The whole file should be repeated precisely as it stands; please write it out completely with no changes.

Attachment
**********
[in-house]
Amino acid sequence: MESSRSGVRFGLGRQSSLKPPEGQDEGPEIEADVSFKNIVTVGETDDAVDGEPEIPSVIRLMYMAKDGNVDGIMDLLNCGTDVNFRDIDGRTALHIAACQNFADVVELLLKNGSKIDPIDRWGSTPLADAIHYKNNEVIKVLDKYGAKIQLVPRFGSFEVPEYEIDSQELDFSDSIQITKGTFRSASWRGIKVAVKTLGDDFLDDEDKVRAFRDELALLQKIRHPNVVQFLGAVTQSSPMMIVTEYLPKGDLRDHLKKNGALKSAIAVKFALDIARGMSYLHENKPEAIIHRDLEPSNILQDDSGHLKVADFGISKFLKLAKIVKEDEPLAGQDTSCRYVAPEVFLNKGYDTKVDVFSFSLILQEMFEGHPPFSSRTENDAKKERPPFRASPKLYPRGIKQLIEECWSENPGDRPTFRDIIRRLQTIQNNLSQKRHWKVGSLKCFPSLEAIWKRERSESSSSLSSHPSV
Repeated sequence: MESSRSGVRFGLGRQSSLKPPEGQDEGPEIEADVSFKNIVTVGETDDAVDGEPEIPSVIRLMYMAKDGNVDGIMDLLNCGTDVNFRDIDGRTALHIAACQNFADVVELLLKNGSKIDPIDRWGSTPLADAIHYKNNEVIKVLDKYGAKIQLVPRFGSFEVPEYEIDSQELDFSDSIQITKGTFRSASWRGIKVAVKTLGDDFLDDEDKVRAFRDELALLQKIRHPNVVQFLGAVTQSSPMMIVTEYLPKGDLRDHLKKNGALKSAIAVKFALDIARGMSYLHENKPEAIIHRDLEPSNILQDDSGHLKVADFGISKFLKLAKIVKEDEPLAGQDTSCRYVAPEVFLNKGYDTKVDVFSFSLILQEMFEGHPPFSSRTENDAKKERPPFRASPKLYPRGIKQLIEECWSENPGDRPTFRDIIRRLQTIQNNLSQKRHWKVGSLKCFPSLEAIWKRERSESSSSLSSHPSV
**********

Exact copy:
[in-house]
Amino acid sequence: MESSRSGVRFGLGRQSSLKPPEGQDEGPEIEADVSFKNIVTVGETDDAVDGEPEIPSVIRLMYMAKDGNVDGIMDLLNCGTDVNFRDIDGRTALHIAACQNFADVVELLLKNGSKIDPIDRWGSTPLADAIHYKNNEVIKVLDKYGAKIQLVPRFGSFEVPEYEIDSQELDFSDSIQITKGTFRSASWRGIKVAVKTLGDDFLDDEDKVRAFRDELALLQKIRHPNVVQFLGAVTQSSPMMIVTEYLPKGDLRDHLKKNGALKSAIAVKFALDIARGMSYLHENKPEAIIHRDLEPSNILQDDSGHLKVADFGISKFLKLAKIVKEDEPLAGQDTSCRYVAPEVFLNKGYDTKVDVFSFSLILQEMFEGHPPFSSRTENDAKKERPPFRASPKLYPRGIKQLIEECWSENPGDRPTFRDIIRRLQTIQNNLSQKRHWKVGSLKCFPSLEAIWKRERSESSSSLSSHPSV
Repeated sequence: MESSRSGVRFGLGRQSSLKPPEGQDEGPEIEADVSFKNIVTVGETDDAVDGEPEIPSVIRLMYMAKDGNVDGIMDLLNCGTDVNFRDIDGRTALHIAACQNFADVVELLLKNGSKIDPIDRWGSTPLADAIHYKNNEVIKVLDKYGAKIQLVPRFGSFEVPEYEIDSQELDFSDSIQITKGTFRSASWRGIKVAVKTLGDDFLDDEDKVRAFRDELALLQKIRHPNVVQFLGAVTQSSPMMIVTEYLPKGDLRDHLKKNGALKSAIAVKFALDIARGMSYLHENKPEAIIHRDLEPSNILQDDSGHLKVADFGISKFLKLAKIVKEDEPLAGQDTSCRYVAPEVFLNKGYDTKVDVFSFSLILQEMFEGHPPFSSRTENDAKKERPPFRASPKLYPRGIKQLIEECWSENPGDRPTFRDIIRRLQTIQNNLSQKRHWKVGSLKCFPSLEAIWKRERSESSSSLSSHPSV